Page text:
The crisis in Ukraine has gone on far longer than anyone
thought it would and shows little sign of ending. While Russia
has pulled its troops back from the border, there is good reason
to believe that tensions will persist and rhetoric will continue
to heat up on both sides.
#-ad_banner-#It could get real ugly real fast -- if not for
the fact that both sides desperately want to avoid an escalation.
The eurozone sends 7.4% of its exports to Russia and receives 12%
of its total imports, mostly in energy products. Russia sells
more than half (53%) of its exports and receives 42% of its
imports from the region.
Russia may fall into a technical recession on second-quarter
GDP results, and Europe just pulled itself out of more than a
year of declining economic activity. Neither can afford the loss
of an important trading partner.
The competing economic and social forces could mean a
protracted standoff. And that could mean big changes to oil
exploration in Europe -- and one company in particular.
Russia has responded to sanctions by threatening a cut to
energy exports. The eurozone depends on imports from Russia for
40% of its natural gas, and Russia often uses its oil wealth as a
"big stick" motivator. However, the constant threat is wearing
thin, and the Group of Seven is developing policies to reduce
European dependence on Russian energy.
The Continent produces little from its own fields, and
non-conventional drilling (namely, fracking) is banned or under
moratorium in many countries. Still, the Energy Information
) estimates Europe's recoverable reserves of natural gas at as
much as 600 trillion cubic feet (Tcf), compared with the region's
annual demand of 18 Tcf. The International Association of Oil
& Gas Producers estimates that Europe could create 1.1
million jobs and significantly reduce its dependence on Russia if
it were to explore its own fields more aggressively.
Few companies are as well positioned to take
advantage of future growth in European natural gas
production as Chevron
Few companies are as well positioned to take advantage of
future growth in European natural gas production as
. The company plans to invest nearly $600 million over the next
15 years in Romania alone. Chevron has been awarded exploratory
permits in Ukraine and is partnering with a domestic Polish
company to evaluate resources. Bulgaria, which has recently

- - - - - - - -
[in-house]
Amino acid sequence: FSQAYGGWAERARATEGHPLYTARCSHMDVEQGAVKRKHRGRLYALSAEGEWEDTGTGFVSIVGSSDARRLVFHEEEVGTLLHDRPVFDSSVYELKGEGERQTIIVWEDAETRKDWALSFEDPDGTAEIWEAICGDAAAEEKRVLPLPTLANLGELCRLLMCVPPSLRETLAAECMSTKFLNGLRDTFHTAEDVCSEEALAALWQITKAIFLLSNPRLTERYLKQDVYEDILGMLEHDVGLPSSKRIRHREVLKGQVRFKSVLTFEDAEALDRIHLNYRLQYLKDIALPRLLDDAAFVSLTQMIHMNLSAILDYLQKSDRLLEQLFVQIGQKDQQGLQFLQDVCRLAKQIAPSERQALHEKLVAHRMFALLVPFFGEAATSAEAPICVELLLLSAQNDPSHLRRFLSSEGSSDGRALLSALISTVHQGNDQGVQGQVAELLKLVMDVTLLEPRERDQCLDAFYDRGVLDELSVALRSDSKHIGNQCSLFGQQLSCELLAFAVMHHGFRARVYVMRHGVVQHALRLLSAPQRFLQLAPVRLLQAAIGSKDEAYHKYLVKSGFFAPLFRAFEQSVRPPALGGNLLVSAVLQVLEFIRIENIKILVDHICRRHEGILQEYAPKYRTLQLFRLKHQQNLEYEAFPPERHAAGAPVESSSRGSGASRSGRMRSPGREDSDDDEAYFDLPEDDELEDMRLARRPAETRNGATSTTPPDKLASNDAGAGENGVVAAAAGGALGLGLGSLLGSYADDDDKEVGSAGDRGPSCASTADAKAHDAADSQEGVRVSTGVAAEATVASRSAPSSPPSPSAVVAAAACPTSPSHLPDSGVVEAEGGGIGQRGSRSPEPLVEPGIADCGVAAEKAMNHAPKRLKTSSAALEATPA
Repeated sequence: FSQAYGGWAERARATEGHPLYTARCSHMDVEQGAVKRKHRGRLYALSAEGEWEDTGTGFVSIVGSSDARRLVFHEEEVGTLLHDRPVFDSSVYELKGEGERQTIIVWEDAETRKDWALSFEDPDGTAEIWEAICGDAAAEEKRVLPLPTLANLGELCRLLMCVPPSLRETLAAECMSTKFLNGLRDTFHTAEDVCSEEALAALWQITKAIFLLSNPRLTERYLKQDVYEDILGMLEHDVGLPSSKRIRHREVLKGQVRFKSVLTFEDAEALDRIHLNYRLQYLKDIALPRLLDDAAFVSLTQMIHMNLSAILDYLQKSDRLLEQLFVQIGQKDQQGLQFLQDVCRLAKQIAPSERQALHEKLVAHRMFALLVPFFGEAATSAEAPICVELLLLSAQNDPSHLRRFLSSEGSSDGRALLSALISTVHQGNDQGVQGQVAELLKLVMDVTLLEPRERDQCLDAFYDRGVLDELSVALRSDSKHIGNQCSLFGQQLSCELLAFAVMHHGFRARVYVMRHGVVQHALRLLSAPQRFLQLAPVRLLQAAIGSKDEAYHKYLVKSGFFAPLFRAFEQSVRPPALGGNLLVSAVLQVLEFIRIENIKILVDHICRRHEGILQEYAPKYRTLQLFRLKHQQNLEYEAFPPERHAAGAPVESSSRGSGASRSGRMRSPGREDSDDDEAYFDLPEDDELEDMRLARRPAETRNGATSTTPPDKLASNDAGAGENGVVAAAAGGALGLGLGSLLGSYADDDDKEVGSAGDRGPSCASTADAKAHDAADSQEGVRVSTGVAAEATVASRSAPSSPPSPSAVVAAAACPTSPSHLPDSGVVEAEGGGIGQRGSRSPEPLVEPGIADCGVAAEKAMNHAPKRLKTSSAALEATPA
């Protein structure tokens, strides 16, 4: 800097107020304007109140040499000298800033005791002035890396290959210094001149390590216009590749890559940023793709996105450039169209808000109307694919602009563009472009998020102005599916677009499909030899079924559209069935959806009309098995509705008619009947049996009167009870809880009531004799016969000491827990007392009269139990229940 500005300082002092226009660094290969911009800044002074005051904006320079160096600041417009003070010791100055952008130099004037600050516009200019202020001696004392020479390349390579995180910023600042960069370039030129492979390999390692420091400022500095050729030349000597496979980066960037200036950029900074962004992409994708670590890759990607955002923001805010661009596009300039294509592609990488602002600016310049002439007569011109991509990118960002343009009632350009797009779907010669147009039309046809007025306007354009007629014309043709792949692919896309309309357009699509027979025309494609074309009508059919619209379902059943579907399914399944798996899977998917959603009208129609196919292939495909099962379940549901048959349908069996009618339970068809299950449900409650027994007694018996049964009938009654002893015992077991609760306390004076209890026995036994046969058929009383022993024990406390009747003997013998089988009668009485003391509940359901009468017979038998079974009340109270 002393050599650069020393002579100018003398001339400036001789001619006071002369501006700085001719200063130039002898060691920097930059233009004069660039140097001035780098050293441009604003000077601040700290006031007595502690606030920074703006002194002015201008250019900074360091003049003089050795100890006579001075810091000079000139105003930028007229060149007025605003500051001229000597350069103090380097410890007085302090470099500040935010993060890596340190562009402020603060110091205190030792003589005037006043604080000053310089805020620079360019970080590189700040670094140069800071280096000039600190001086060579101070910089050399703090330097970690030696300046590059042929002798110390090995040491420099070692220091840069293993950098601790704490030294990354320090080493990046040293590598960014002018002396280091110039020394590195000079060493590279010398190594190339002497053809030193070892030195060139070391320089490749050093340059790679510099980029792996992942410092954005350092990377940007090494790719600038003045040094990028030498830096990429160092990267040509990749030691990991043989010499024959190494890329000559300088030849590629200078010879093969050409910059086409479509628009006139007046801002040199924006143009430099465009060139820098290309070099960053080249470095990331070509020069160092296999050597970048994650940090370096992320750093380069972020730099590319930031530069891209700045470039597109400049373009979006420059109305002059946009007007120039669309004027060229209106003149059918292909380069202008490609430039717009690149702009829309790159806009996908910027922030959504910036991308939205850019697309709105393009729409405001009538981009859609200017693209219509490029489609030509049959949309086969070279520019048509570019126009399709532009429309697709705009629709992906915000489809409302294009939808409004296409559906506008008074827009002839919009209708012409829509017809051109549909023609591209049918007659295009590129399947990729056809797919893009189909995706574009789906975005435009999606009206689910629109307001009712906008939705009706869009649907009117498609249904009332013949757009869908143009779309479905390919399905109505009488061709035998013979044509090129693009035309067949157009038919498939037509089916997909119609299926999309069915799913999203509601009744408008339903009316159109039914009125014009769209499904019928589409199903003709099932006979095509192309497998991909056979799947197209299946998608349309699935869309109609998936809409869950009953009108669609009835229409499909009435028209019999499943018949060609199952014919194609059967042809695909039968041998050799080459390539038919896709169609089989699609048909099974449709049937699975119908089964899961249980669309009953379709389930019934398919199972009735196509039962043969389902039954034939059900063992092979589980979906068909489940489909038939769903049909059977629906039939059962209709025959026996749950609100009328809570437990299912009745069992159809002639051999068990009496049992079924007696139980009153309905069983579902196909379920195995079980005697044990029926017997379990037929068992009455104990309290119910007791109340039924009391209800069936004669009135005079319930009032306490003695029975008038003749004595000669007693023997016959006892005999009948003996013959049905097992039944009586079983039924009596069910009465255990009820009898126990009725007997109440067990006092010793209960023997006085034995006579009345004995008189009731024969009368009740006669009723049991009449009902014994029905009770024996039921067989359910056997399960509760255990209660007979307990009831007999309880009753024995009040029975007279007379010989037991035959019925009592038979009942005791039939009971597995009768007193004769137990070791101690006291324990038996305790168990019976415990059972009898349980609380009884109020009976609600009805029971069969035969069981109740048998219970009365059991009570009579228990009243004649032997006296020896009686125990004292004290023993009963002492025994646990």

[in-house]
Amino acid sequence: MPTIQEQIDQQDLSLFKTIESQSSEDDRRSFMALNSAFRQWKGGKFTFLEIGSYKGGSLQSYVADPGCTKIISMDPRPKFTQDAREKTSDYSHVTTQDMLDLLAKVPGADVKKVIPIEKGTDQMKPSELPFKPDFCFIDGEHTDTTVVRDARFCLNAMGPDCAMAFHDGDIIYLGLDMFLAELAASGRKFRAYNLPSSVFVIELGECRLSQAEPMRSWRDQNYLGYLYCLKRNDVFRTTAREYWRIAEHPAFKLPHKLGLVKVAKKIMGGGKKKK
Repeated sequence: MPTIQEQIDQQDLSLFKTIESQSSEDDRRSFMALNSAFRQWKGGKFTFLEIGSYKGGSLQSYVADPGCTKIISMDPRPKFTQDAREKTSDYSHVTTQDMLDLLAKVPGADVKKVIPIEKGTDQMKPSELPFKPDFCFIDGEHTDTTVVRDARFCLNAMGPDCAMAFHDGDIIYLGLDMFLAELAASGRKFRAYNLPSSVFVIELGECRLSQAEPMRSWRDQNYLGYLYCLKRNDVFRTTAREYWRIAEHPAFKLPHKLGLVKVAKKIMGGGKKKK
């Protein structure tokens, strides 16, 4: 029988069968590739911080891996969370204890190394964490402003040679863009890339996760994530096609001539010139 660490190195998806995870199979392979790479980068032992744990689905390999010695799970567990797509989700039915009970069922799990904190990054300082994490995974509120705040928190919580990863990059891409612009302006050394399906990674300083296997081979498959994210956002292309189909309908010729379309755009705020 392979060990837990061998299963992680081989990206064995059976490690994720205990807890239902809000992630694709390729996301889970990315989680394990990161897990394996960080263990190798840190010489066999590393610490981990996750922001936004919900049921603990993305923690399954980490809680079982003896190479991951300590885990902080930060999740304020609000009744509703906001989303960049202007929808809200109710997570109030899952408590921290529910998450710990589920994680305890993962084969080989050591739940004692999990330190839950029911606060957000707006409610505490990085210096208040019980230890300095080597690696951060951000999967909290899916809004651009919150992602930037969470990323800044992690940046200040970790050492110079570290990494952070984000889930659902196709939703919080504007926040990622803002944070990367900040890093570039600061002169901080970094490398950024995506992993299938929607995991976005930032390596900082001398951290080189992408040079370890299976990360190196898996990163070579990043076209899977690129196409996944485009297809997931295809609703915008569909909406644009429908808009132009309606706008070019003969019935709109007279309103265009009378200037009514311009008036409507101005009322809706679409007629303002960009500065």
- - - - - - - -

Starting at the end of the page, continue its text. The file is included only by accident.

softened its stand on fracking, granted Chevron a permit to
explore the country's estimated 17 Tcf of gas reserves.
As tensions escalate with Russia, look for more calls for
exploration -- and for Chevron to win more projects.
Beyond the upside from European gas, Chevron is a strong
long-term investment in the U.S. energy independence story. The
company is coming off a period of huge capital expenditures on
liquefied natural gas (
) and heavy oil projects but should see these projects start to
generate cash flow in 2015.
The company's capital spending totaled nearly $38 billion last
year, 22% higher than in 2012 and almost double its 2010 total.
Its massive Gorgon LNG project in Australia is 80% complete and
on track for mid-2015, and the deepwater Tubular Bells
development in the Gulf of Mexico is about 90% complete.
Management expects cash flow from operations to nearly double to
$65 billion by 2020 from $35 billion last year.
With a yield of 3.4% and a growth rate of 11.6% over the past
three years, Chevron is a strong dividend payer. The payout ratio
is just 39%, leaving plenty of cash for growth or for future
dividend increases. Chevron has been paying a dividend for over a
century and is on a 19-year streak of increases.
My one-year target of $140 is 12% higher than the current
price, but it's misleading because the real value of the shares
is as a "Forever Stock." Shares have returned an annualized 13.4%
over the past 30 years, making Chevron a good addition to any
Risks to Consider:
As a multinational energy company, Chevron is exposed to a
number of geopolitical risks as well as the price of the
commodities it supplies. These, along with the risk of an
environmental incident, are unforeseeable, and investors need to
keep a long-term view when shares fall on short-term events.
Action to Take -->
Chevron has one of the largest global footprints of the major oil
companies and is poised to benefit from European demand in the
future. Set this one on your list of regular buys, and your
retirement portfolio will thank you.